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Opinion: Morning Examiner

Morning Examiner: Sen. Marco Rubio ‘kneecaps’ fellow conservatives

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Politics,Beltway Confidential,Conn Carroll,Morning Examiner,Immigration,Marco Rubio

“Sen. Marco Rubio, R-Fla., is running a campaign-style press operation to push an immigration overhaul, a fitting move for a politician who needs it to bolster a rumored 2016 presidential bid,” Roll Call reports this morning. “Rubio’s Senate office has adopted a rapid-response strategy similar to Obama for America’s vaunted 2012 tactics,” Roll Call continues.

Unfortunately, tactics are not the only thing Rubio is borrowing from the Obama campaign.

The liberal news site Talking Points Memo reports that not only is Rubio trying to persuade wayward Republicans to support amnesty, but he is also trying to “kneecap the other side” by painting them as “extremists.” “One of immigration reform’s biggest advantages politically is that it draws financial and grassroots support from a wide array of business and activist causes, while there are few interests outside of the populist right bankrolling opposition to a bill. But just to be safe, conservatives are organizing a widespread campaign to discredit anti-immigration groups,” TPM reports.

The wider conservative movement is taking note of Rubio’s talking points and tactics. National Review‘s Victor Davis Hanson writes:

The strange thing about the Republican members in the Gang of Eight debate is that to ram through immigration legislation, they and their supporters are beginning to adopt the same sort of tactics that we have seen used by the Left during the fights over Obamacare and gun control: obfuscate the issue by imprecise vocabulary and ahistorical allusions; demonize your opponents with all sorts of crazy accusations of quasi-tolerance of “slavery” to abortion; create a false sort of urgency (we are supposed to pass this very minute the huge and mostly unread immigration bill in the manner of the huge and unread Obamacare bill); and speak loftily of principles and humanitarianism when the issue is mostly driven by electoral politics and demography.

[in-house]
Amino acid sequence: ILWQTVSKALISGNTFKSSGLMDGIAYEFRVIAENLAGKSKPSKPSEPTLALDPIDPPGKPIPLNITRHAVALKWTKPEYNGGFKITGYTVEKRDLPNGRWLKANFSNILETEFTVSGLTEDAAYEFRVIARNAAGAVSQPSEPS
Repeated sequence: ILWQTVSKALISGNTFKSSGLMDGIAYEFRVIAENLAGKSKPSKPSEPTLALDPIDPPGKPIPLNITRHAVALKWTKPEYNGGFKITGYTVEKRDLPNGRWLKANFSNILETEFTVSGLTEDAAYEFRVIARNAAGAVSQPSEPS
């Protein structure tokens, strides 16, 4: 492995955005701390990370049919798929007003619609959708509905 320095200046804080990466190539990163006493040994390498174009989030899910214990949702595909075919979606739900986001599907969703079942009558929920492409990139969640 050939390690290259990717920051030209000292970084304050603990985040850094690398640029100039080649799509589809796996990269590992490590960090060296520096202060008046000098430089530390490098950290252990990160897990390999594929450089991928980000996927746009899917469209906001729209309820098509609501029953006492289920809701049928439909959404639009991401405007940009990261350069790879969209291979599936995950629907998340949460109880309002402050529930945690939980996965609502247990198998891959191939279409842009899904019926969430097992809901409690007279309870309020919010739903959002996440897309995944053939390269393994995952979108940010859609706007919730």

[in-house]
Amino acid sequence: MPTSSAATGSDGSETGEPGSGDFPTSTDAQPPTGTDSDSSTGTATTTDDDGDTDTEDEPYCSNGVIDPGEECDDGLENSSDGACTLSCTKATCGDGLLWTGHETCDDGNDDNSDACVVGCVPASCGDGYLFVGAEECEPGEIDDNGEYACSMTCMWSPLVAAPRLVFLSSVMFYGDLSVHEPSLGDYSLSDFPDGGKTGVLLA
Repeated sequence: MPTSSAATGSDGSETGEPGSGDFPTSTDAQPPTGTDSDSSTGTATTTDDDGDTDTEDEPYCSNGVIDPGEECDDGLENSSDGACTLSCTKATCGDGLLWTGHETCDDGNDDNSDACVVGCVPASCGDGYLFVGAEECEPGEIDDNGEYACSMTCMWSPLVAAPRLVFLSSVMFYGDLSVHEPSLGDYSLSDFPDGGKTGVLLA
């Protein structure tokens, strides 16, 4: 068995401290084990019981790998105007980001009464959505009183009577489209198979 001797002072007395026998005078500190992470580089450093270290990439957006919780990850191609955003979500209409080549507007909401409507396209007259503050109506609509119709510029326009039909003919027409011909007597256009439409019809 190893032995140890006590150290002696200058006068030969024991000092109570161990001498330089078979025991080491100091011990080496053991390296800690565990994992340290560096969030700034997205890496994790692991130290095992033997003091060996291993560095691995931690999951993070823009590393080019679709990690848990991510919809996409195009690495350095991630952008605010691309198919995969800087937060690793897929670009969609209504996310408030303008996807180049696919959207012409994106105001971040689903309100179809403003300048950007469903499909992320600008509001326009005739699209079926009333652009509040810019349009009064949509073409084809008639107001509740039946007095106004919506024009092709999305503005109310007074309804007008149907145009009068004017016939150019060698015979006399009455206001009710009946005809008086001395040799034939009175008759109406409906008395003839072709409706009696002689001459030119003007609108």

And Red State‘s Erick Erickson adds:

The damage Lindsey Graham, John McCain, and Bush staffers did in 2005-2006 has not been undone. They called many Republicans bigots and racists who were not, but who stood in the way of their comprehensive approach to immigration. That created a great deal of distrust and animosity on this issue. Instead of trying to understand the legitimate concerns of those who opposed their plan, they tarred and feathered them all. Without ever trying to heal those wounds, those behind this latest push are tearing open new wounds.

So far, Rubio seems dead set on repeating the exact same mistakes President Reagan made on immigration policy, and President Bush made on tactics. He appears to have learned nothing from history. Hopefully Republicans are not doomed to repeat it.

From The Washington Examiner
Editorial: Obama’s crony capitalism posts more pitiful results
Charlie Spiering: Ted Cruz warns that a pathway to citizenship jeopardizes passage of any immigration reform bill.
Sean Higgins: Support for gun control bill falls below 50%
Tim Carney: How environmental policy hurts the environment
Conn Carroll: Marco Rubio’s leftist talking points on immigration and slavery
Phil Klein: Instead of taxing the Internet, brick and mortar retailers should get creative

In Other News